DIVERSITY – Why are we so afraid of this word? Why does this one little word cause so much anger and opposition? Why are we uncomfortable even discussing diversity?

It will probably come as no surprise….human beings find comfort in sameness. We thrive on commonalities. In fact, where romantic relationships are concerned, studies have shown that the old adage is wrong – opposites do NOT attract. When seeking a potential mate, we look for common ground – a partner who shares our beliefs, ideals, and social proclivities.

Think about it…when you first meet someone, a potential new friend for example, what is the first thing you do? You make small talk, ask each other questions:

“What do you do?

“Where are you from?”

“Tell me about your kids…oh, you have two high schoolers? Me too!”

In other words, we try to find things that we have in common – it’s a form of bonding. It provides a common backdrop from which the relationship can blossom.

Here’s a fascinating tidbit of information for you Jeopardy players… apparently we are even biologically wired to seek out those who are similar to us. It’s been shown that the people we “choose” as friends are strikingly similar to us genetically – as similar as fourth cousins, according to researchers. The cool thing about humans, though, is that we can rise above our biology. We don’t have to be held hostage by our genes. And, there is something to be said about purposefully seeking out new ideas, people, and situations. (In fact, I wrote about novelty-seeking here.)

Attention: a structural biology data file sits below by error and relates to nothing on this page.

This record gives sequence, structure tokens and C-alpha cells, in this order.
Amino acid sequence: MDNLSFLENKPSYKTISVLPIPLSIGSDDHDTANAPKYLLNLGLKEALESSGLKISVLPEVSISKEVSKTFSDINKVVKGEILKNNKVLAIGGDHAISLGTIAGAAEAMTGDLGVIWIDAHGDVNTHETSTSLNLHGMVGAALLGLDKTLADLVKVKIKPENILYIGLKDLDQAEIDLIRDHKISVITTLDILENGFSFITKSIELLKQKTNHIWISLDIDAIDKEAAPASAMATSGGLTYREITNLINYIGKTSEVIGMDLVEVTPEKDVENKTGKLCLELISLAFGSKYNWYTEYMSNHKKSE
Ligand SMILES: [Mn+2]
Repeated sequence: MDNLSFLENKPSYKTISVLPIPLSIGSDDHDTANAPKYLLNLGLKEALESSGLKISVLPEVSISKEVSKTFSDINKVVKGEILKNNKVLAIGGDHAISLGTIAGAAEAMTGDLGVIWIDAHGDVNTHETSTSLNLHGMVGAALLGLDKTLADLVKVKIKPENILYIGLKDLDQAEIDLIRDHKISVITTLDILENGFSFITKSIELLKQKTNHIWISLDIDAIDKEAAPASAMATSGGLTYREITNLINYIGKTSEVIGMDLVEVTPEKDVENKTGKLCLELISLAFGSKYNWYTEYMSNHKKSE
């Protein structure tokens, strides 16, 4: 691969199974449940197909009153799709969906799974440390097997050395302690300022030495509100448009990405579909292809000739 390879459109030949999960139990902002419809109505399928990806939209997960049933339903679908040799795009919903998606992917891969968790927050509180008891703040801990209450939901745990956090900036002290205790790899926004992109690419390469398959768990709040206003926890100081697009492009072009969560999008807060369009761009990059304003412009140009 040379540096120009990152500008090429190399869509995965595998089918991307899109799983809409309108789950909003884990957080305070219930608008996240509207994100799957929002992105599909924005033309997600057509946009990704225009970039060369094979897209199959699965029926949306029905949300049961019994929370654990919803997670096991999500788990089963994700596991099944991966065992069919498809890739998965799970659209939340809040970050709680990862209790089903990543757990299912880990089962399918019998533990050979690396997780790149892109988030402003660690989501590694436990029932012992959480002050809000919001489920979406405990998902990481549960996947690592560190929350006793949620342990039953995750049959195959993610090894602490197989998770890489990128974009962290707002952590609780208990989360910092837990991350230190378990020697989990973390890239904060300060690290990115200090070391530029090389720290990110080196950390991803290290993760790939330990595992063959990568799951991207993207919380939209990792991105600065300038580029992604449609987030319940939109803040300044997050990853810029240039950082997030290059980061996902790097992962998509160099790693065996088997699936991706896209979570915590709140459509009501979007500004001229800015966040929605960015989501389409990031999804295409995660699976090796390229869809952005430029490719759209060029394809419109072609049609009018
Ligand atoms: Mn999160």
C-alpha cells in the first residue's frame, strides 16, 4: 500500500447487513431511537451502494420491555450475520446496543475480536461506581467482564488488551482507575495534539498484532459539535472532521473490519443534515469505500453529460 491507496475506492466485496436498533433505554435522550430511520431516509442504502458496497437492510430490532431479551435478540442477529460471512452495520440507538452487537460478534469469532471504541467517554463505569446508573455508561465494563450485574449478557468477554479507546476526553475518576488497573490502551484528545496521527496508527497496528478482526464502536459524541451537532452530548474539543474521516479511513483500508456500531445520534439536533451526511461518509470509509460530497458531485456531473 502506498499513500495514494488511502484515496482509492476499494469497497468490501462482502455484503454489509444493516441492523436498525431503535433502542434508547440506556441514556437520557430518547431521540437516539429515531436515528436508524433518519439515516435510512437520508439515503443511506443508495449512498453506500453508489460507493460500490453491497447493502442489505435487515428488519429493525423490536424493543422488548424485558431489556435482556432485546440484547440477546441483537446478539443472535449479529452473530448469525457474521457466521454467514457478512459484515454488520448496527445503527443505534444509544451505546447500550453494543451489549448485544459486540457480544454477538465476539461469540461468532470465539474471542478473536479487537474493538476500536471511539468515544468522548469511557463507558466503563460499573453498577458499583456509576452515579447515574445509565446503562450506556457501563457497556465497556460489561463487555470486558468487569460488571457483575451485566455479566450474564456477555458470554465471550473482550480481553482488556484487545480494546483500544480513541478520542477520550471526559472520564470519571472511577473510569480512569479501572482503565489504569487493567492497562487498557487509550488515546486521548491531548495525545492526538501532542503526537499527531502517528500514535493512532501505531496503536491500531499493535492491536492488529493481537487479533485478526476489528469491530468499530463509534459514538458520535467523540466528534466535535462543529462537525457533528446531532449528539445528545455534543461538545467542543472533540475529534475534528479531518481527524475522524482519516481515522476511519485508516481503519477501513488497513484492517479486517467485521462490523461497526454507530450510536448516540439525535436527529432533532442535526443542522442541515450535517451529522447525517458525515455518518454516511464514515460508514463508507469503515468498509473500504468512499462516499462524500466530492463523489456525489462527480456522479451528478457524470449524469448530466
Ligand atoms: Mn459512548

Unless you’ve been living under a rock, you’ve no doubt noticed that this topic – diversity – has been in the forefront of the news lately – diversity in our country, diversity in the workplace, and diversity of thought, in general. Most people would agree that the rich exchange of ideas born out of diversity benefits us all. (If not, let me ask you…are you still eating only chicken nuggets and fries or have you changed your “perspective” and diversified your palate?)

Human beings simply can’t change or grow unless they are exposed to people and ideas that offer a point of view in contrast to their own. Abraham-Hicks explains it like this:

“There is room enough in this expansive Universe for all manner of thought and experience. The variety [should] not frighten you, but instead, inspire you, for you are the creator of your own experience! Just because others may choose differently, it doesn’t make you right and them wrong, or them right and you wrong. You did not come forth into this physical experience wanting to take all of the experiences that exist and whittle them down to a handful of good ideas upon which all of you agree, for that would lead to endedness, which cannot be. In other words, for you to understand and experience what you desire, you must understand that which you do not desire, for, in order to be able to choose and focus, both must be present and understood.”